An attorney representing BREC sent the Josiah-Faeduwors a Notice to Quit on August 28, informing them that they had until September 30 to close their restaurant and vacate the premises, otherwise BREC could go to court to request permission to evict. In Massachusetts, landlords issue Notice to Quit letters to tenants who have failed to pay rent, signaling the beginning of an eviction procedure.

Massachusetts currently has a moratorium on evictions and foreclosures in place until October 17, 2020, which protects homeowners, renters, and small-business owners like the Josiah-Faeduwors. However, BREC may use a loophole in the state’s moratorium to evict the Josiah-Faeduwors sooner than it would otherwise be able to. In its Notice to Quit letter, BREC’s attorney wrote:

As you may be aware, there is an exemption to the current moratorium on evictions which permits evictions of small business tenants due to a lease default that occurred before the March 10, 2020 declaration of the COVID-19 emergency. This exemption applies in this case since you have been in default of your payment obligations under the lease since March 2019.

According to BREC’s Notice to Quit letter, the Josiah-Faeduwors owe them $9,423.47, a debt that began to accrue in March 2019. It is unclear if the debt began to accrue before or after Garvin’s alleged eviction. Kirkwood told Eater that “there are obviously obstacles to having to go this path, but we firmly believe that it is the correct path to go” and that it is a “matter of fairness for other tenants in the building as well and trying to get the building to a place where we can create a more profitable situation for everyone.”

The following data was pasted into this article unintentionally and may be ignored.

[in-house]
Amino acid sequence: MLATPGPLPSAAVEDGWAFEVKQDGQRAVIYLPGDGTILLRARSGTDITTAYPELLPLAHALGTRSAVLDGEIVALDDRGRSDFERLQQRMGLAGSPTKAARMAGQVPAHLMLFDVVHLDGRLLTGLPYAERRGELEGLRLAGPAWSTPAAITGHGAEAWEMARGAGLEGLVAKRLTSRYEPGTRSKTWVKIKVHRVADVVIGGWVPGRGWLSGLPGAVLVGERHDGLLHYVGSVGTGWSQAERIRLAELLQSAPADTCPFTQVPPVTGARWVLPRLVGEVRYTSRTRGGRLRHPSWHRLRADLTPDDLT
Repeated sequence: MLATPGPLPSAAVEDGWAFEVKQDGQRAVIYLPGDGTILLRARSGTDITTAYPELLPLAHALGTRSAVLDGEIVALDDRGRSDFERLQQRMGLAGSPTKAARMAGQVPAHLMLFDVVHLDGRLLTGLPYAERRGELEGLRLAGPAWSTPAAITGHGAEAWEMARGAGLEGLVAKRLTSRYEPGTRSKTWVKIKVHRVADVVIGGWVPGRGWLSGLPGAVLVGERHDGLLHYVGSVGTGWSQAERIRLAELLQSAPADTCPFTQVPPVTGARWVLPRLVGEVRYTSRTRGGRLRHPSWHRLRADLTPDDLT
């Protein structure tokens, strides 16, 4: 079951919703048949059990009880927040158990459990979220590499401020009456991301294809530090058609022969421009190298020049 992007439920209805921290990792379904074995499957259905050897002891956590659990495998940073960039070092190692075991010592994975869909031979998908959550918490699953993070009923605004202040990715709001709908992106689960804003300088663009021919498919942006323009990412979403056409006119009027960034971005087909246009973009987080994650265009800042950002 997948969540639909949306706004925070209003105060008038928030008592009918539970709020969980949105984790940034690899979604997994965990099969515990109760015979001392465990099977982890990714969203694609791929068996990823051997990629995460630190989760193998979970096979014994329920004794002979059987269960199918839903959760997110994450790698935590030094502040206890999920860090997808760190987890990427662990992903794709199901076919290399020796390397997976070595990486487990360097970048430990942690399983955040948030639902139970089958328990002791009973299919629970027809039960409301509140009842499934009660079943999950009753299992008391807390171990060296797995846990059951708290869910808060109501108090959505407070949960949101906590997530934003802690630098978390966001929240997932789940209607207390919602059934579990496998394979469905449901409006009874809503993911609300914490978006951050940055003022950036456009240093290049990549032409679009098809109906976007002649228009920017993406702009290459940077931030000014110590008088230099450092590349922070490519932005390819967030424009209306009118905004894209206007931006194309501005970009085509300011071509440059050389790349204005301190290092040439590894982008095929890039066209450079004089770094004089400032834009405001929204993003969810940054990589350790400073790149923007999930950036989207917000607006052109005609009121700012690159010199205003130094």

A whole fried tilapia sits on a plate on a pile of white rice. Underneath is a placemat that reads “Bon Appetit!” Two pink bowls hold side dishes.
Okra, fried tilapia, and crain crain at Bintimani
Terrence B. Doyle/Eater

Sahr Josiah-Faeduwor told Eater that he believes he is being singled out.

“It seems to me that they have an ulterior motive,” said Sahr Josiah-Faeduwor. “They gave me, and only me, the Notice to Quit. And I wonder about that. I thought this was going to be a collective thing that they were going to do with all of us. So to single me out kind of raises a red flag. I mean, if they’re going to treat us all the same, I can live with that. But for them to do this? It kind of worries me.”

As of publication time, BREC has not responded to Eater’s request for comment regarding Sahr Josiah-Faeduwors’ concern that he and his wife are being treated differently than other tenants.

Sahr Josiah-Faeduwor believes he’s being singled out because he sought advice from City Life/Vida Urbana, an organization based in Boston that provides free guidance for people facing foreclosure or eviction, and Boston Main Streets, which helps maintain robust commercial districts across the city, after BREC bought Mr. G’s Plaza in January 2019. He said he began to post flyers that read “We will not be moved” in his restaurant and on its facade, which he told Eater were routinely removed by representatives from BREC. Representatives from City Life/Vida Urbana and Boston Main Streets have not responded to Eater’s request for comment as of publication time.

“[BREC] did a presentation where they talked about what their plans for the building were,” said Aiyah Josiah-Faeduwor, who told Eater BREC’s plans involved a temporary shutdown of occupancy throughout the building while renovations were ongoing. The Boston Landmarks Commission (BLC) received an application to demolish the 1127 Harrison Ave. property, which was delayed as of June 1. An employee with the City of Boston confirmed with Eater that the BLC reviewed and approved the application to demolish, but was not aware of the demolition schedule or the status of the building’s current tenants.

Aiyah and Sahr Josiah-Faeduwor told Eater that they and other tenants had a follow-up conversation with BREC to get a better understanding of how a temporary shutdown would impact their businesses, and whether they could expect to remain in the building once renovations had been finished. The Josiah-Faeduwors didn’t feel as though BREC’s plans included Bintimani or the other tenants of Mr. G’s Plaza.